Have any of the factory drawings survived?

in HUDSON Posts: 24
I have a 27 Willys Knight that needs some water pump work. The Willys Overland Knight Registry has most of the factory drawings for Overland, Stearns, Willys Knight, ect.  They have 300,000 drawings up to about 1935.

I also have a 1930 Franklin, and the Franklin club has most, of the manufacturing drawings from about 1915 more or less, to the end in 1934. Not quite all, but an impressive amount. Pretty impressive considering they collapsed completely in 1934.  I think I have the factory drawing showing how to pin stripe my sedan according to company specs. 

As a side note, Willys Overland had a stricter and better drawing standard, Franklin feels more disorganized and a little more off the cuff.  They are remarkably beautiful hand drawn assembly drawings that are better than any assembly drawing I have ever done.

The Studebaker Drivers club, or perhaps rather the museum, claims to have the drawings for most Studebaker and Packard from the mid 20s to the end.

I believe the Tucker and the Dusenberg drawings have also survived.

Now that all said, if I remember my history correctly, technically Hudson has had a continuous commercial line from 1909 to today. From Hudson as an idependant->Nash->AMC->Jeep sorta->Chrysler->DaimlerChrysler->whatever that was called and went bankrupt->FiatChrysler.  I would expect that at least some of that engineering survived. The drawings would have had commercial value to Nash for a while. Has any of it survived?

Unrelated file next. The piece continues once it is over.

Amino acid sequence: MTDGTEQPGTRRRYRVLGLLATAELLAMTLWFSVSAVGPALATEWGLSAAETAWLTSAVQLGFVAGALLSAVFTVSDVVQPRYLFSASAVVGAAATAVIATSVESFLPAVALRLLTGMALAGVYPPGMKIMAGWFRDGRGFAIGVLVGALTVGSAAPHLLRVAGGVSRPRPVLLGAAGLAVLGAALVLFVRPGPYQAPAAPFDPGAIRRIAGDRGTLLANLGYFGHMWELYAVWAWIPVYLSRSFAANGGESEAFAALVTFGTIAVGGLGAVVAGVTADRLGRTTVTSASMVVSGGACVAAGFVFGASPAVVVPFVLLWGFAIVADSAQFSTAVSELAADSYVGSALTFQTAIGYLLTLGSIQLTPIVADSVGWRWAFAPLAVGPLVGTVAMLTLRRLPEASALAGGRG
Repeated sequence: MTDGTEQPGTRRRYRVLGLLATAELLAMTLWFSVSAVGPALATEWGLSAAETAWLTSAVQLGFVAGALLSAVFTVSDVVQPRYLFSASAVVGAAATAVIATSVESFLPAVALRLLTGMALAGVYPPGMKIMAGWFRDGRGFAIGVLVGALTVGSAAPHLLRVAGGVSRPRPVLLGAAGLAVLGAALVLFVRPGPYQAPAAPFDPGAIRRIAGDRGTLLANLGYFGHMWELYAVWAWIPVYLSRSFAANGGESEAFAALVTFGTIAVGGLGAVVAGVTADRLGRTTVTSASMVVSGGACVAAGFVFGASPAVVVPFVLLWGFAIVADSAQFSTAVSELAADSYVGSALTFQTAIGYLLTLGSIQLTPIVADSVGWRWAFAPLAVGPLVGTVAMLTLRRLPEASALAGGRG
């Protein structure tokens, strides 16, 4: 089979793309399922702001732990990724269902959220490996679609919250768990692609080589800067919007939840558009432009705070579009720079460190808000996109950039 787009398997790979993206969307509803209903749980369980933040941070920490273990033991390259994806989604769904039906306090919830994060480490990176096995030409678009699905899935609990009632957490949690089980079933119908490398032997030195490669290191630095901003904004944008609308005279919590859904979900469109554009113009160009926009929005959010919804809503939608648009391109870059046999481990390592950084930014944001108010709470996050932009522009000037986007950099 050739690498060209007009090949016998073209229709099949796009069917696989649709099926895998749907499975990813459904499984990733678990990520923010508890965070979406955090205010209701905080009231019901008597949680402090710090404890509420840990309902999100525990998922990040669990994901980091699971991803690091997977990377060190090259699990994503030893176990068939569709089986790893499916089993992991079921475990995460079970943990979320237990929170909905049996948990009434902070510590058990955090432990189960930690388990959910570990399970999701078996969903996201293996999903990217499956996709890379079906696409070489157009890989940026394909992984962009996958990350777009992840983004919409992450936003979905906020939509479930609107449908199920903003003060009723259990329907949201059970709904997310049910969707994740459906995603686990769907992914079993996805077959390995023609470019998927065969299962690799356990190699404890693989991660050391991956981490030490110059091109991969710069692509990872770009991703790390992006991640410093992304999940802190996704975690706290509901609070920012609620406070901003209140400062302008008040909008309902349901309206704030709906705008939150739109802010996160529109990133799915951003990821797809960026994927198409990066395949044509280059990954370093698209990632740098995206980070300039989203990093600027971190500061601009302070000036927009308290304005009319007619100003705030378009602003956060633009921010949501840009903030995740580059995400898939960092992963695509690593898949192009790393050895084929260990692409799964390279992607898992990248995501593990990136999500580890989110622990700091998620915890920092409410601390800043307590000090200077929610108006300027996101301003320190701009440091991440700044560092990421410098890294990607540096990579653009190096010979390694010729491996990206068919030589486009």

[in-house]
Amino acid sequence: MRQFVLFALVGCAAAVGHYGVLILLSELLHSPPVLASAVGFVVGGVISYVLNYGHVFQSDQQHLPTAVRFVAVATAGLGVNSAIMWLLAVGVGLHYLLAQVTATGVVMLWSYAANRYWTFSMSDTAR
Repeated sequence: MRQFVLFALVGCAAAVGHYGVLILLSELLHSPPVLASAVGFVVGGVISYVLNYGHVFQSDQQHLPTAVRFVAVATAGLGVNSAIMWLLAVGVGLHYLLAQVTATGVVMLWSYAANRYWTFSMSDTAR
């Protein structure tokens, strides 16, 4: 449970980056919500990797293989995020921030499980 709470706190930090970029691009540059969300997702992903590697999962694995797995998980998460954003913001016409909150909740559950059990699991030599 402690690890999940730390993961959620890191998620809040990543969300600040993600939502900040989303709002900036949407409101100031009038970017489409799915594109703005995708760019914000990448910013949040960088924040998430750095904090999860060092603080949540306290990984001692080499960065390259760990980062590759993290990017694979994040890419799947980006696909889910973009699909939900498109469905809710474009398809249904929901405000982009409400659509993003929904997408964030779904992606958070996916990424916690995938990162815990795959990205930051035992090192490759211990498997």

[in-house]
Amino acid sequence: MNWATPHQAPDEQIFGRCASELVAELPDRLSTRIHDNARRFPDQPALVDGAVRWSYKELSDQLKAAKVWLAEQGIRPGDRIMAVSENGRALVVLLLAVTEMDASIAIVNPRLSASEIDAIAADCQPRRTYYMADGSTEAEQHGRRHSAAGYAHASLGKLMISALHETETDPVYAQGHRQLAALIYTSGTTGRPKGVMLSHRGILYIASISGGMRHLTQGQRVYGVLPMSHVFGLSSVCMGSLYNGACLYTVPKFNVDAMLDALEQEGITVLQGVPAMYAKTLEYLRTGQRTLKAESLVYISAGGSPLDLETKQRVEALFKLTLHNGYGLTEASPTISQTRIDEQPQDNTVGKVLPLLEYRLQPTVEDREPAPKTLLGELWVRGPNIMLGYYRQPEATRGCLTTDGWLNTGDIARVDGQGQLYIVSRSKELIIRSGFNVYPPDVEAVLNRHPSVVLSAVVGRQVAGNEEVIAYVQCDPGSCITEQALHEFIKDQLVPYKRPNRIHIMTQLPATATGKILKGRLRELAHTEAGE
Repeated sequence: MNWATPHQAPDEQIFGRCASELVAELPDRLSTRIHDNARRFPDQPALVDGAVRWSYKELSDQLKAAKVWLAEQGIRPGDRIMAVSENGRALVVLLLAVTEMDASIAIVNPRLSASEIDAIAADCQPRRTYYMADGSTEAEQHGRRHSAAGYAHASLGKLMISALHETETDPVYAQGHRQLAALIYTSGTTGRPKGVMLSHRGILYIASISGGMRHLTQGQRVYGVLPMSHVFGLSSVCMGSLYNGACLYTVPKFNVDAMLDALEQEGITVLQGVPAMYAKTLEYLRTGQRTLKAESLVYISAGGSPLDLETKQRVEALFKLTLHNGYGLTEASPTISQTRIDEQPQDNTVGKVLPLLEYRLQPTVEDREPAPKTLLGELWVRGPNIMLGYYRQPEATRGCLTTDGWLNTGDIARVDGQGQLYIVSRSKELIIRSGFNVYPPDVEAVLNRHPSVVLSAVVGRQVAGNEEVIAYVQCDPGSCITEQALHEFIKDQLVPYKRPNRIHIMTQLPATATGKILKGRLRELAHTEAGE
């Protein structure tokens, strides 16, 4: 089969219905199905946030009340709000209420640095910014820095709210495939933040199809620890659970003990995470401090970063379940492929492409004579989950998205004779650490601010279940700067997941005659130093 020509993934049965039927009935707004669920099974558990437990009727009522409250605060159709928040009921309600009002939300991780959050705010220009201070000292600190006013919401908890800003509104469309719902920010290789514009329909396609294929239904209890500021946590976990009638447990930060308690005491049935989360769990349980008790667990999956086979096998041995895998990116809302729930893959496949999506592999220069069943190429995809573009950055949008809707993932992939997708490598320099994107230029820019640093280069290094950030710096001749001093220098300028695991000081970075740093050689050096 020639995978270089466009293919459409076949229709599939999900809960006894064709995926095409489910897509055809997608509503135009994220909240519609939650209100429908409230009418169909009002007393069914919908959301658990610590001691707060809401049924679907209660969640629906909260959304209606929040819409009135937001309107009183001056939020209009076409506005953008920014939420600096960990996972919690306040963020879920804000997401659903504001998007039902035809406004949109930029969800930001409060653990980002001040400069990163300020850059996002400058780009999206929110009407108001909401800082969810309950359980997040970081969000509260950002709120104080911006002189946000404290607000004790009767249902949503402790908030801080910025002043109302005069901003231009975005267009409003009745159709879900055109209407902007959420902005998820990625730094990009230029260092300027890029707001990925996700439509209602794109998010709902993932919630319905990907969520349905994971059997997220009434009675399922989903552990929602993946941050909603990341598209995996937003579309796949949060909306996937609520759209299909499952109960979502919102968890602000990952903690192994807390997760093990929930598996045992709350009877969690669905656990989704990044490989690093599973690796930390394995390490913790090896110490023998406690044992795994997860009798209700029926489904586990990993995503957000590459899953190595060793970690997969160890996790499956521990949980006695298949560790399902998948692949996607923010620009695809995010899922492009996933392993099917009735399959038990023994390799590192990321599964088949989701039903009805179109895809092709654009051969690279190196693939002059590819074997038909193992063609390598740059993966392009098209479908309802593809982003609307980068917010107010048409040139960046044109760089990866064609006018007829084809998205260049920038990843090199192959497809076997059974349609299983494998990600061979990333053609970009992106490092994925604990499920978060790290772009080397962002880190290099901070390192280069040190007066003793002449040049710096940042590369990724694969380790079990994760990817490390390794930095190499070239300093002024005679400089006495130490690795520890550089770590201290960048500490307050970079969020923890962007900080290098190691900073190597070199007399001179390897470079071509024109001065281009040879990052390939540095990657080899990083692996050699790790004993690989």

• Jon BJon B Administrator
    Posts: 6,441
    Unfortunately, when Nash and Hudson merged, most of the Hudson files were "pitched".  Here and there, some drawings survived, no doubt.  John Conde raided the dumpsters when the stuff was being thrown out and later sold some of the stuff to Hudson enthusiasts.  I, for example, purchased a blueprint (not an original) showing the dimensions of a '37 panel truck.  But this wasn't a real "working drawing" used to produce a Hudson component.  I am unaware of any "trove" of drawings.
  • RichardDRichardD Member
    Posts: 474
    Also a member of the Franklin club.
    Over 20,000 factory blueprints have been saved for members to look at ONLINE. 
    A significant blessing~~~
  • 50C8DAN50C8DAN Senior Contributor
    Posts: 1,527
    Since this was at merger and not a closure of the business it seems there was some animosity between the companies and with the Hudson employees probably not giving a crap what happened to the company or its assets.  As in Bernie Siegfried's story, there were many many experimental engines and components that went into the scrap metal bin!
  • iceblade10iceblade10 Member
    Posts: 303
    Well, if I ever get my time machine up and running, and I know where I'M going!
    Stephen Repas
    1954 Hornet Coupe - Originally my Grandfather's
    Southeastern PA
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